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subTerranean Haptic INvestiGator

Periodic Reporting for period 2 - THING (subTerranean Haptic INvestiGator)

Reporting period: 2019-07-01 to 2021-09-30

The goal of THING is to advance the perceptual capabilities of highly mobile legged platforms through haptic perception and active exploration. In this light, THING will deliver: 1) Novel foot designs for enhanced tactile perception and locomotion, 2) Improved perceptual capability, enriching existing modalities (lidar, vision) with haptic information, 3) Heightened physical sense of the environment, including friction, ground stability (difficult through vision alone), and 4) Enhanced mobility through improved perception, prediction, and control.

The project has succeeded in the development of: 1) novel mechatronic designs and prototyping of adaptive feet and ankles for the ANYmal quadruped, 2) new localisation and navigation algorithms fusing haptic information with traditional exteroceptive perception, 3) novel control methods for physical interaction and haptic sensing of the environment, 4) novel planning and optimisation approaches to leverage whole-body impedance and adaptive feet.

We extensively tested the scientific outcomes of the THING project in real-world scenarios, including mines and sewers. In subterranean environments we showed how the robot can robustly navigate the difficult terrain, build a 3D and thermal map of the infrastructure (e.g. indicating which mechanical parts are overheating) and feel the ground to check for surface quality. The project has enabled enhanced mobility and new modes of perception to achieve inspection tasks in challenging industrial environments.
Highlights of work performed during the project include:

* Design and release of novel THING passive adaptive feet. Inspired by the anatomy of the human foot, this unique foot present a novel way to sense contact forces, detect slippages, and conform to underlying terrains.
* Design and release of a prototype active adaptive foot. A similar articulated design to the passive adaptive foot, but with an actuated degree-of-freedom to enable grasping and pre-shaping.
* Design and release of prototypes for passive and active ankles with rigid sole. Designed to be robust to absorb shocks during locomotion while increasing contact surface area for increased traction.
* Development of a low-cost, lightweight and IP67 sealed, force-torque sensor, which has been commercialised via spinout BOTA Systems.
* Development of novel machine learning methods for terrain classification from force/torque sensing in the foot.
* Development of a variable impedance planner/controller and teleoperation system for active probing of the ground or surrounding walls for haptic sensing of external geometry.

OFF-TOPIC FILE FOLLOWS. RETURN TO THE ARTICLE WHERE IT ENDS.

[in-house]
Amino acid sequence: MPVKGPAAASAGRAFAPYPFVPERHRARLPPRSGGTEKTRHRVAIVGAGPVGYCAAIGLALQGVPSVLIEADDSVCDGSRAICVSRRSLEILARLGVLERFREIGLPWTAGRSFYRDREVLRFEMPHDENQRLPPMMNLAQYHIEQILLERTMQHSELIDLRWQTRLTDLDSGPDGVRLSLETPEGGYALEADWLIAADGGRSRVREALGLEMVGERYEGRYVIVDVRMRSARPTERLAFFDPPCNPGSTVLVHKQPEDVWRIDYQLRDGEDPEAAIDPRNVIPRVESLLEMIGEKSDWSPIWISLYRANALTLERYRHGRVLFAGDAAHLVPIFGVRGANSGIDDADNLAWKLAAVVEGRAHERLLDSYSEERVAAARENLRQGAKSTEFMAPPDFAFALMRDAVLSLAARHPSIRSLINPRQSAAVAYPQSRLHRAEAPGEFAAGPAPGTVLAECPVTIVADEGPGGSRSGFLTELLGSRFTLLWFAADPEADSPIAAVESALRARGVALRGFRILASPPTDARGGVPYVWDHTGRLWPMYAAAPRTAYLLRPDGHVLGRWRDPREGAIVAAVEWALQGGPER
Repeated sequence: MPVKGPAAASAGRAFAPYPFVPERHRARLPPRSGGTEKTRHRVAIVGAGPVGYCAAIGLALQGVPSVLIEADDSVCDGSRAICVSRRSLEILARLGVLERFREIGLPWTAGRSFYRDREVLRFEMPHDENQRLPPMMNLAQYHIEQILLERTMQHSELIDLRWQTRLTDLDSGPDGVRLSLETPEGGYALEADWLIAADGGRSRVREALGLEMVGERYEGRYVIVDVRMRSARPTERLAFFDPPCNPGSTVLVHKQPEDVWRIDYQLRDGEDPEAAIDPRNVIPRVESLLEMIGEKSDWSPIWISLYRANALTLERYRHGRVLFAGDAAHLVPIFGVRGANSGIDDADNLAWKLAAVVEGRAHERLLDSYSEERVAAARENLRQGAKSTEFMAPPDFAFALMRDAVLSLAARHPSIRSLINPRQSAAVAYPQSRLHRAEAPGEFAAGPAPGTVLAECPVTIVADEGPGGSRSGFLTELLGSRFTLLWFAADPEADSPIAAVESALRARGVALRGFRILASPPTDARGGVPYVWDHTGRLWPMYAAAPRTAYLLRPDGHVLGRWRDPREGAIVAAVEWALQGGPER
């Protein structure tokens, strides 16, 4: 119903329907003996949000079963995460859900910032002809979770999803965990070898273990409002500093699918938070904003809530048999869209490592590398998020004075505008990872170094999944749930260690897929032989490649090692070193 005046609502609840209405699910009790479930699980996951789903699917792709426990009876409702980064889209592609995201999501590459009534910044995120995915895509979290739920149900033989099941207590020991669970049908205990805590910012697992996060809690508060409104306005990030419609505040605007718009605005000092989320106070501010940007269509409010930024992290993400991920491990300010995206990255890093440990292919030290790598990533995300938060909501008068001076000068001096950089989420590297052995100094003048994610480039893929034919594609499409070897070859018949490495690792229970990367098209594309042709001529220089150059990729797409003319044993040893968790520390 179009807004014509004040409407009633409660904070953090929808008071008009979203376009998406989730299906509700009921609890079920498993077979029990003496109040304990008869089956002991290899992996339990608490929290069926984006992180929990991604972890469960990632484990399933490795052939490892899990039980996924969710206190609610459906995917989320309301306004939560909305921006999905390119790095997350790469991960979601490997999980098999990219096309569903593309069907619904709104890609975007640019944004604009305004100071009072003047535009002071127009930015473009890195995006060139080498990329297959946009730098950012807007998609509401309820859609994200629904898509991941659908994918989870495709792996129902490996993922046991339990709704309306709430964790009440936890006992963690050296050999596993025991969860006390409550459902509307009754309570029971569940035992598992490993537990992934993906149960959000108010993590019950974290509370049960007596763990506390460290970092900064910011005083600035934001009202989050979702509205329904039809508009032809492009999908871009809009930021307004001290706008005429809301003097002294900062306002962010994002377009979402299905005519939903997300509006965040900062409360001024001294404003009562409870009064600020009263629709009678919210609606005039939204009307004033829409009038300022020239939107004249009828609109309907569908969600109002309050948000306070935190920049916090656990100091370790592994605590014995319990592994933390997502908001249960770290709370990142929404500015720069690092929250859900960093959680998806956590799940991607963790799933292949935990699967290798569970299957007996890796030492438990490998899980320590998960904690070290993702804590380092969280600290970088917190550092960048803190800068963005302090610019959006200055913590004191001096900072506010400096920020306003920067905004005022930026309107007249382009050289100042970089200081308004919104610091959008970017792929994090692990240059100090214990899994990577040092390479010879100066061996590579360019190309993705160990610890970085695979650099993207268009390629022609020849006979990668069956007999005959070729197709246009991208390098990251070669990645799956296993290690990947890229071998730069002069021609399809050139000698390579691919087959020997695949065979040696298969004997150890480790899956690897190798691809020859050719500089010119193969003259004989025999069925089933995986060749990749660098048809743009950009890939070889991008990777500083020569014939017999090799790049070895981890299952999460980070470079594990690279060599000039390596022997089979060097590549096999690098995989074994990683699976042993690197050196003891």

* Development of VILENS: Visual Inertial LEgged Navigation System. Because of VILENS’ tight integration of visual features with inertial and kinematics, it provides significantly lower drift during state estimation.
* Development and release for a new physics engine Raisim, which outperforms existing simulator pipelines in terms of speed and accuracy.
* Development of a novel online semi-parametric dynamics model learning method. The algorithm combines inertial parameter adaption with online data-driven regression.
* Development of a new model-predictive control framework that incorporates inherent bandwidth limits into motion planning and a trajectory optimiser to discover stepping motions (including sliding contacts) without a predefined contact schedule.
* Development of a novel self-supervised learning method to predict foothold quality. The method allows the robot to relate haptic feedback to previous visual information of the terrain.
* the Consortium conducted multiple tests of the robot and developed technologies, in real-world subterranean environments including City of Zurich sewers, Gonzen iron mines, Nenthead coal mine, KWK Pniówek mine, Swiss Schollberg Mine
* Over 70 peer-reviewed scientific publications
* 4 new open datasets
* Commercialisation of technology developed within the project via startups ANYBotics, BOTA Systems and XStarMotion
By the end of the project, we have advanced the robotisation of underground inspection tasks to at least TRL 6 with a system prototype demonstration in a relevant environment. In our case, the relevant environment is not a laboratory setting, but rather real copper/iron/coal mines and sewage tunnels. The socio-economic and wider societal implications are that both industries and municipalities may reduce maintenance costs, improve human safety by reducing time spent underground by maintenance staff, and further increase the reliability and efficacy of the inspection data. We also will strengthen Europe’s position in the global marketplace through support of SMEs and commercialisation of developed technology into new markets.
The ANYmal robot with new adaptive feet